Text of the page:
Spain has ordered the culling of over 1 lakh minks after 87 per cent of the farmed animals tested positive for the novel coronavirus. This comes after seven workers on the farm also tested positive for COVID-19.
The Department of Agriculture, Livestock and Environment of Spain's Aragon region said that it ordered the culling of 92,700 minks after farm workers tested positive and the animals were found to be infected with the virus.
Joaquin Olona, Aragón's Minister of Agriculture told reporters that while no conclusion can be drawn as to whether "it is human to animal transmission or vice versa," the decision to cull minks was taken"to avoid the risk of human transmission."
"No abnormal behaviour has been detected in the animals nor has there been an increase in mortality in them," Olona said. Semi-aquatic animals, minks are bred for their prized fur.
Mink farms shut after workers tested positive
In May, the department shut the farm after a worker's wife was tested positive for the coronavirus, and conducted a number of tests at random, which initially returned negative. But in the latest test that was conducted on July 13, results showed that 87 per cent of the minks were infected with the virus.
One possibility, the minister said, could be that the farmworker unwittingly transmitted the disease to the animals. Another unsubstantiated theory was that the animals passed on the disease to workers, BBC reported Mr Olona saying.
Denmark, Netherlands too culled minks
This is not the first instance of minks being culled for containing the spread of coronavirus. In May, Denmark and Netherlands slaughtered tens of thousands of minks after farmworkers there tested positive for coronavirus.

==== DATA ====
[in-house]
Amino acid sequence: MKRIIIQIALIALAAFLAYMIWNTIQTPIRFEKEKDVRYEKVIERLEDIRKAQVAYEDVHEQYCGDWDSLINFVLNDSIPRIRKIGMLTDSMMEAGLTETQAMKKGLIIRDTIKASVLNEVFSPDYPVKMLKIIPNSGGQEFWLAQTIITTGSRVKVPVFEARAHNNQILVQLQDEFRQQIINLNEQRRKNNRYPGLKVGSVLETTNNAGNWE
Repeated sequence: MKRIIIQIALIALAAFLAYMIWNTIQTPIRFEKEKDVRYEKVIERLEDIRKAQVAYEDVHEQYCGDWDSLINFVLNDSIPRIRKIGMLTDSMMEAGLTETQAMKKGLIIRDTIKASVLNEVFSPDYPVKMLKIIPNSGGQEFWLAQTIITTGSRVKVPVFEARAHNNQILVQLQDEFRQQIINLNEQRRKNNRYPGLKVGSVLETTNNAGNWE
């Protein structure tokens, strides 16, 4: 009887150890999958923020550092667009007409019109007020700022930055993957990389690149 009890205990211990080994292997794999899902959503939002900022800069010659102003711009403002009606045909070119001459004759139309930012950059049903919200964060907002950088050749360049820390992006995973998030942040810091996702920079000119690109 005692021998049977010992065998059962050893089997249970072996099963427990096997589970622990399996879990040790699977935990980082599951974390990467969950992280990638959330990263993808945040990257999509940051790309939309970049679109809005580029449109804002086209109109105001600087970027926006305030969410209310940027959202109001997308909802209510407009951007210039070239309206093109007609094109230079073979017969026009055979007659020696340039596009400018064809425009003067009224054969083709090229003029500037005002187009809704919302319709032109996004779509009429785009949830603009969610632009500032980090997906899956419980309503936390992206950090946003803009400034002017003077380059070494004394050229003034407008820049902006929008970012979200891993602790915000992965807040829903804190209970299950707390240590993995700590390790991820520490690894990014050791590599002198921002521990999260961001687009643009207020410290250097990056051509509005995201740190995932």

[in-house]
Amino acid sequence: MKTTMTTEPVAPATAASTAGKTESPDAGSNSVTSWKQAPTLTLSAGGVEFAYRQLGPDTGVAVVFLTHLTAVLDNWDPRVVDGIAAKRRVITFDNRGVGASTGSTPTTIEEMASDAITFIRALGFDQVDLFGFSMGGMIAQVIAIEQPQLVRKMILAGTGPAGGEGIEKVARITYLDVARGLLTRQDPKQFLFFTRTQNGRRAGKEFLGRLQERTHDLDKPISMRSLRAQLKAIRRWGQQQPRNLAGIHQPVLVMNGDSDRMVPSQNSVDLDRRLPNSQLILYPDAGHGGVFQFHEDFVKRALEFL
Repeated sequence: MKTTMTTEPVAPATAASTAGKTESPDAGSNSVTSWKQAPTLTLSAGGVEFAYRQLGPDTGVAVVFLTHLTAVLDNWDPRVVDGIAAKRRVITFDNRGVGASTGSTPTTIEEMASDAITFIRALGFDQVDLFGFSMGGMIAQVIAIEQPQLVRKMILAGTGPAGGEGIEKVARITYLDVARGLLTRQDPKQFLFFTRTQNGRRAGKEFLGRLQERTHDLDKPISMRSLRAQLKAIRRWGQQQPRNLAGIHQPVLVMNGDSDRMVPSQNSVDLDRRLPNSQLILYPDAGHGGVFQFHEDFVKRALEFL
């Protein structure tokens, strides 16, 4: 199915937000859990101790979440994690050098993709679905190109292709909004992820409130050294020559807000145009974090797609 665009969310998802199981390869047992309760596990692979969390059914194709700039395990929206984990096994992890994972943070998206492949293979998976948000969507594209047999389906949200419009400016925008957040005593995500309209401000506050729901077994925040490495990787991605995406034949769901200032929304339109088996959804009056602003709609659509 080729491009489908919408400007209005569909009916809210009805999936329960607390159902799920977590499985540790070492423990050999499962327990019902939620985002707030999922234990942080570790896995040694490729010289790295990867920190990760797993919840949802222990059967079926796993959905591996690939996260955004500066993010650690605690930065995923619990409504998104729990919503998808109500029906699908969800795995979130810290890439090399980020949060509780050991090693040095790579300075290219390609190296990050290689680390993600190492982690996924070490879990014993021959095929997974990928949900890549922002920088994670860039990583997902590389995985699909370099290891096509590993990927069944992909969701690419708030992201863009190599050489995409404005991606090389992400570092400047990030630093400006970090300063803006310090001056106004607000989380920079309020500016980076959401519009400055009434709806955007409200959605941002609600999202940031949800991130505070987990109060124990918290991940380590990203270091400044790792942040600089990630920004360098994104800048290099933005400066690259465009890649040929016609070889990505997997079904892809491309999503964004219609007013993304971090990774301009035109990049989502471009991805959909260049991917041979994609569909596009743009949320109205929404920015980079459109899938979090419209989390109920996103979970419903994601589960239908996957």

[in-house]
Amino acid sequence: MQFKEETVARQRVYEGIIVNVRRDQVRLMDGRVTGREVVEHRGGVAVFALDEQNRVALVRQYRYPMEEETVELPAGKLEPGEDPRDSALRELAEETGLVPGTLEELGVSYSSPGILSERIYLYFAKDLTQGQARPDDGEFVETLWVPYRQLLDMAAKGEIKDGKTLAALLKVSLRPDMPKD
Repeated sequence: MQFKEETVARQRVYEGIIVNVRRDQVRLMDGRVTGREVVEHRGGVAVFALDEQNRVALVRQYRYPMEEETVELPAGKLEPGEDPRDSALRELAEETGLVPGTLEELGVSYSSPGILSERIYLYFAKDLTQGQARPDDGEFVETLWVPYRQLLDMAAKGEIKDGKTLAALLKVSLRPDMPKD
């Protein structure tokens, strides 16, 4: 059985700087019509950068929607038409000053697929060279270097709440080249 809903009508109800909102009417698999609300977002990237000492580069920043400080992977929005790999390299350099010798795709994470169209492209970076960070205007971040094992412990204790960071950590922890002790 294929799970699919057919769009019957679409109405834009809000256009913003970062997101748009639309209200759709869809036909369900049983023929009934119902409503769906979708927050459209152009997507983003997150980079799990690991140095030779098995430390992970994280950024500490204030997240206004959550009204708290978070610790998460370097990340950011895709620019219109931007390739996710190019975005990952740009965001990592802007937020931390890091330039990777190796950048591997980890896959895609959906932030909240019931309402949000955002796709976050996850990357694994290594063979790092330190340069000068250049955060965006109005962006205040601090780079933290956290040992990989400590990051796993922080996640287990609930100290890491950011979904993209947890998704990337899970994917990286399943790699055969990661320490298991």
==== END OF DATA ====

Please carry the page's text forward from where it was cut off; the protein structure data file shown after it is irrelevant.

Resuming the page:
The Dutch government said that it had found two suspected cases of farmworkers contracting the virus from the animals.
"On the basis of new research results from the ongoing research into Covid-19 infections at mink farms, it is plausible that infection took place from mink to human," CNN quoted the Dutch government saying in a statement at the time. "It also appears from this research that minks can have Covid-19 without displaying symptoms."
Coronavirus contagious in certain animals
Though various studies are underway to find if animals can indeed infect humans and vice versa, studies have shown that the virus is contagious among certain animals, for example, cats and dogs.
In fact, the Dutch government in its investigation about coronavirus in minks found that cats may have played a role in the spread of virus between mink farms.
"Ongoing research shows the viruses at two of the infected farms are very similar," the statement from the Dutch government said at that time. Covid-19 was found in three out of 11 cats at one mink farm, it said.
In April, there had been reports of various animals contracting the virus. At least four tigers and three lions at a zoo in New York and a dog in Hong Kong had tested positive for the virus.
WHO acknowledges minks can infect humans with coronavirus
After the infection in minks came to light in May June and further investigation, the World Health Organisation (WHO) in June acknowledged that it could be the "first known cases of animal-to-human transmission" since the coronavirus first came to light in China in December 2019.
In a press conference in June, BBC reported WHO epidemiologist Maria van Kerkhove saying, "There were individuals who infected the minks, people who infected the mink and in turn, some of these mink infected some people".
Cautionary, WHO still recommends that people who are sick with COVID 19 or at high risk of contracting the virus should avoid handling animals. It advises that anyone who is caring for animals should practice basic hygiene measures like hand washing after handling animals, their food or supplies, as well as avoiding kissing, licking or sharing food.